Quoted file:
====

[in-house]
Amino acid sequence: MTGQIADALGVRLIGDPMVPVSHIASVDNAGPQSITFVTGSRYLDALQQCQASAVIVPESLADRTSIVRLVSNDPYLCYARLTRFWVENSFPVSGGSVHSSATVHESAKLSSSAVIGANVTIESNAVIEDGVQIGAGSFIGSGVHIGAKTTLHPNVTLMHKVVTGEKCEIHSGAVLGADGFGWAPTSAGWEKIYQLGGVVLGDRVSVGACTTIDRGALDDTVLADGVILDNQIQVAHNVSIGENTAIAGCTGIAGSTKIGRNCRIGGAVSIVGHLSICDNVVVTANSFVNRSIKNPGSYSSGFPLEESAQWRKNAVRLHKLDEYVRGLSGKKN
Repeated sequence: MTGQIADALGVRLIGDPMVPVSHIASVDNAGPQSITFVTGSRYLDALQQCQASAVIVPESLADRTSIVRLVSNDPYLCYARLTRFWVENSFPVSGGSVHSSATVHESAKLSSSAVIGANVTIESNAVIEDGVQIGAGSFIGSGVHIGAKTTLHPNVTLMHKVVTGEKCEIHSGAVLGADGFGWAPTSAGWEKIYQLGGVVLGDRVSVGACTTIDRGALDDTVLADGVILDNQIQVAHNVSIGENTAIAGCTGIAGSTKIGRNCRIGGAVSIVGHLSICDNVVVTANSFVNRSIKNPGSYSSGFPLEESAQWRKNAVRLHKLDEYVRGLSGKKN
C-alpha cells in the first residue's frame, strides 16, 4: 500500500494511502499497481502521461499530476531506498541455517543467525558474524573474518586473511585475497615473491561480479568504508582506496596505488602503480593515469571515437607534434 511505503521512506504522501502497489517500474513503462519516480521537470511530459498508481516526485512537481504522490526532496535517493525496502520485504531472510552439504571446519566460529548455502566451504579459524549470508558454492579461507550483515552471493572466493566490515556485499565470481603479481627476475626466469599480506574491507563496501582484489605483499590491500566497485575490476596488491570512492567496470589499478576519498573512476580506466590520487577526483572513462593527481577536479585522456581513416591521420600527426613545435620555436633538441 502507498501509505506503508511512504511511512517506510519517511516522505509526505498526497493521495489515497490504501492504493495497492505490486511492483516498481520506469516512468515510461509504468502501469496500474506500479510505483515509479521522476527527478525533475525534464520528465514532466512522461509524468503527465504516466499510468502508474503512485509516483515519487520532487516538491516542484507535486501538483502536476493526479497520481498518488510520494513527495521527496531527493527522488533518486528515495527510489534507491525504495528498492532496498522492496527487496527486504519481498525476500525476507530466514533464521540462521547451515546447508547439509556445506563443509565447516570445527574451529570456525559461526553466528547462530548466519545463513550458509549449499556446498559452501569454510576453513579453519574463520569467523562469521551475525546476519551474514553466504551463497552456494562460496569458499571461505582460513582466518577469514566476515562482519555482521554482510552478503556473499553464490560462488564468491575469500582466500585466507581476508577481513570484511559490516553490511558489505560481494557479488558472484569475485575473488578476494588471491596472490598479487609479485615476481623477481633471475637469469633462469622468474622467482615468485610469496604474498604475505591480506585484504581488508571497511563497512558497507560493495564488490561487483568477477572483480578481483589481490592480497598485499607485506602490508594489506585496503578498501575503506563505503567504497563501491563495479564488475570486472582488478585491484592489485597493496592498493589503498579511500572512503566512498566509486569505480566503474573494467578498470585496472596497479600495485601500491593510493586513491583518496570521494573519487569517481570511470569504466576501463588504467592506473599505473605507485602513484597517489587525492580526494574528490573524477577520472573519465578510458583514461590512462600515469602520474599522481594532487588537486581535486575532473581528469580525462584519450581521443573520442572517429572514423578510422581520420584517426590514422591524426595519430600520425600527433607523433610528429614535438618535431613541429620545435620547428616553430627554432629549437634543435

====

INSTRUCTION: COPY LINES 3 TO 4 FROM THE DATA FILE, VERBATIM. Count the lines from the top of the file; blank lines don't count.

Repeated sequence: MTGQIADALGVRLIGDPMVPVSHIASVDNAGPQSITFVTGSRYLDALQQCQASAVIVPESLADRTSIVRLVSNDPYLCYARLTRFWVENSFPVSGGSVHSSATVHESAKLSSSAVIGANVTIESNAVIEDGVQIGAGSFIGSGVHIGAKTTLHPNVTLMHKVVTGEKCEIHSGAVLGADGFGWAPTSAGWEKIYQLGGVVLGDRVSVGACTTIDRGALDDTVLADGVILDNQIQVAHNVSIGENTAIAGCTGIAGSTKIGRNCRIGGAVSIVGHLSICDNVVVTANSFVNRSIKNPGSYSSGFPLEESAQWRKNAVRLHKLDEYVRGLSGKKN
C-alpha cells in the first residue's frame, strides 16, 4: 500500500494511502499497481502521461499530476531506498541455517543467525558474524573474518586473511585475497615473491561480479568504508582506496596505488602503480593515469571515437607534434 511505503521512506504522501502497489517500474513503462519516480521537470511530459498508481516526485512537481504522490526532496535517493525496502520485504531472510552439504571446519566460529548455502566451504579459524549470508558454492579461507550483515552471493572466493566490515556485499565470481603479481627476475626466469599480506574491507563496501582484489605483499590491500566497485575490476596488491570512492567496470589499478576519498573512476580506466590520487577526483572513462593527481577536479585522456581513416591521420600527426613545435620555436633538441 502507498501509505506503508511512504511511512517506510519517511516522505509526505498526497493521495489515497490504501492504493495497492505490486511492483516498481520506469516512468515510461509504468502501469496500474506500479510505483515509479521522476527527478525533475525534464520528465514532466512522461509524468503527465504516466499510468502508474503512485509516483515519487520532487516538491516542484507535486501538483502536476493526479497520481498518488510520494513527495521527496531527493527522488533518486528515495527510489534507491525504495528498492532496498522492496527487496527486504519481498525476500525476507530466514533464521540462521547451515546447508547439509556445506563443509565447516570445527574451529570456525559461526553466528547462530548466519545463513550458509549449499556446498559452501569454510576453513579453519574463520569467523562469521551475525546476519551474514553466504551463497552456494562460496569458499571461505582460513582466518577469514566476515562482519555482521554482510552478503556473499553464490560462488564468491575469500582466500585466507581476508577481513570484511559490516553490511558489505560481494557479488558472484569475485575473488578476494588471491596472490598479487609479485615476481623477481633471475637469469633462469622468474622467482615468485610469496604474498604475505591480506585484504581488508571497511563497512558497507560493495564488490561487483568477477572483480578481483589481490592480497598485499607485506602490508594489506585496503578498501575503506563505503567504497563501491563495479564488475570486472582488478585491484592489485597493496592498493589503498579511500572512503566512498566509486569505480566503474573494467578498470585496472596497479600495485601500491593510493586513491583518496570521494573519487569517481570511470569504466576501463588504467592506473599505473605507485602513484597517489587525492580526494574528490573524477577520472573519465578510458583514461590512462600515469602520474599522481594532487588537486581535486575532473581528469580525462584519450581521443573520442572517429572514423578510422581520420584517426590514422591524426595519430600520425600527433607523433610528429614535438618535431613541429620545435620547428616553430627554432629549437634543435